Leicester OER

http://www.le.ac.uk/oer - University of Leicester's first OER repository

http://www.le.ac.uk/oer – University of Leicester’s first OER repository

We received a request from the European Commission to list our university’s Open Educational Resources (OER) in a new collection of OER from across Europe, to be called Open Education Europa and scheduled to launch this autumn.

The University of Leicester has actually released quite a bit of OER, from a combination of projects and personal endeavour. Perhaps we would benefit from having all of these listed in a single portal. On the other hand, our ‘official’ OER are all available in the UK’s premiere OER site, Jorum. Here are the ‘University of Leicester sets of OER’ which I know about. Am I missing anything? Leave a comment!

1)      http://www.le.ac.uk/oer — Our first attempt to identify and correctly license and  make available our OER, as part of JISC-funded OTTER project

2)      http://www.le.ac.uk/manufacturingpasts – Products of a JISC- funded project to digitise and make available as OER artefacts pertaining to British industrial history.

3)      http://myleicestershire.org.uk –Our library launched this online database of materials having to do with Leicestershire history. Most of these materials are open-copyright.

4)      https://itunes.apple.com/gb/institution/university-of-leicester/id532189473 – Our University of Leicester iTunes U channel, just launched last Easter

5)      http://www.northampton.ac.uk/staff/enhancing-the-student-learning-experience/pedagogic-research-and-scholarship/externally-funded-projects/tiger/tiger-open-educational-resources-oer — Product of a funded project to create interdisciplinary OER in the health sciences. We were a partner along with University of Northampton and DeMontfort University.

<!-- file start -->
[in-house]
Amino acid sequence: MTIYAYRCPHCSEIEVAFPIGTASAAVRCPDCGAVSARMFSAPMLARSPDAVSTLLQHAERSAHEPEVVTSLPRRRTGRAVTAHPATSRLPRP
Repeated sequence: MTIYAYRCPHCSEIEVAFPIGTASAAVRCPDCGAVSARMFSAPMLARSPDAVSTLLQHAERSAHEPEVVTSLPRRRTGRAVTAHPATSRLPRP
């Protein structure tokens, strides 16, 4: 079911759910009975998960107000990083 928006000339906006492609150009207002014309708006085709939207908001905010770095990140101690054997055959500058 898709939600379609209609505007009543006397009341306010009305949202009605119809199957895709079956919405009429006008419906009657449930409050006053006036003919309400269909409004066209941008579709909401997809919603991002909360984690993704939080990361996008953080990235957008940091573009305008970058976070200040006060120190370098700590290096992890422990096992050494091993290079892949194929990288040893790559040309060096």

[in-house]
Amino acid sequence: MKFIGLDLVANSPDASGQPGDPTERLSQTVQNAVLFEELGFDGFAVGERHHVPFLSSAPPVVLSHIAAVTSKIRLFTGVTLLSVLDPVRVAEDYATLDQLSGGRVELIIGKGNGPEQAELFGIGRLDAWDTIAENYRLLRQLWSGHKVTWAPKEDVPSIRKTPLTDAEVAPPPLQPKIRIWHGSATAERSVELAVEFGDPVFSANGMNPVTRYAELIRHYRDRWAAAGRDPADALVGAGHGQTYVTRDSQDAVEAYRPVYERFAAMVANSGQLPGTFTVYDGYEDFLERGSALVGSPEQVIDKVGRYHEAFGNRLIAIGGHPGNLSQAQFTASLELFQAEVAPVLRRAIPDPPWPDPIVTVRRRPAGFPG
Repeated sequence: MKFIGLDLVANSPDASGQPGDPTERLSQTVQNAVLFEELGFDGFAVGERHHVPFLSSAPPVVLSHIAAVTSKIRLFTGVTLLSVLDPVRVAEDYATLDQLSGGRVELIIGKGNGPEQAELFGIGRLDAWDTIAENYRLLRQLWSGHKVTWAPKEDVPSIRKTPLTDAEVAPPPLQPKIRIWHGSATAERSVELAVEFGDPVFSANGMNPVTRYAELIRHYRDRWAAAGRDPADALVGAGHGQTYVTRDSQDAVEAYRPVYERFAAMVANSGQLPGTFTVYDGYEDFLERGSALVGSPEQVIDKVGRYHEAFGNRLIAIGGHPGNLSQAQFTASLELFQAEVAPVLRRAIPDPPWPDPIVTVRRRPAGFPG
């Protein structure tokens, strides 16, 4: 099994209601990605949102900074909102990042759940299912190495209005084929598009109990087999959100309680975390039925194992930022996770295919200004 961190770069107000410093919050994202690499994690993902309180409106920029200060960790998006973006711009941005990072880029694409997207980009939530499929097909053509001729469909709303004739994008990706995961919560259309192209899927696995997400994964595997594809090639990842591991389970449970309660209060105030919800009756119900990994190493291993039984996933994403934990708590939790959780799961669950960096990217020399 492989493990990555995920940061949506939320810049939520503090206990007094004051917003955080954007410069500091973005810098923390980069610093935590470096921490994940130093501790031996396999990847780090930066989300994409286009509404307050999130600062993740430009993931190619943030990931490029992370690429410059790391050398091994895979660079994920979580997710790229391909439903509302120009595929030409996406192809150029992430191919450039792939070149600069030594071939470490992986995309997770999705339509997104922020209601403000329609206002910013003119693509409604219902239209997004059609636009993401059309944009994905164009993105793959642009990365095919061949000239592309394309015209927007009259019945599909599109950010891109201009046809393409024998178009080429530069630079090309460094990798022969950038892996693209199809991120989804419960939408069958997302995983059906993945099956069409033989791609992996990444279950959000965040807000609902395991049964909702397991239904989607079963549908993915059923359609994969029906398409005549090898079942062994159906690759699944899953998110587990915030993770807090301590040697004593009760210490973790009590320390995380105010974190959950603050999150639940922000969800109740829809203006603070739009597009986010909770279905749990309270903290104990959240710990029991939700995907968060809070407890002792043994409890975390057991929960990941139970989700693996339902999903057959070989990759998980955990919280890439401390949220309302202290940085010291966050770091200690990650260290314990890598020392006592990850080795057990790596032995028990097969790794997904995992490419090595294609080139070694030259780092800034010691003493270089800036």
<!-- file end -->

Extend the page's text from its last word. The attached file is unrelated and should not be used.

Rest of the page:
6)      http://www.microbiologybytes.com/blog/sitemap/ – Not official university OER, but Alan Cann’s collection of (mostly) openly-licensed microbiology material.

Terese Bird, Learning Technologist and SCORE Research Fellow

My so-called digital life: making split-screen video OER

It has been a while since I have written a blog post. I got busy; I got out of the habit. And yet I know how useful it is to write a blog post on what I’ve been learning lately, what I’ve been musing on, problems I’ve been trying to solve, conferences or events I have attended and learnt from. And so I am back, trying to get back into a good habit of digitally reflecting, as part of my so-called digital life. On Tuesday, I will be describing the benefits of blogging to a group of PhD students here at University of Leicester. And so, it’s time to start practicing what I preach.

Since I last wrote a blog post, I helped carry off Follow the Sun 2012, our very successful third online-only conference on the future of learning. I also earned my CMALT. Thank you, Association for Learning Technology! These are good to note. But what else have I been doing? Mainly, I have been building open educational resources (OER). I have done some for the history-focussed Manufacturing Pasts project. I will link to these and share them out when the website is ready, which should be in the next few weeks.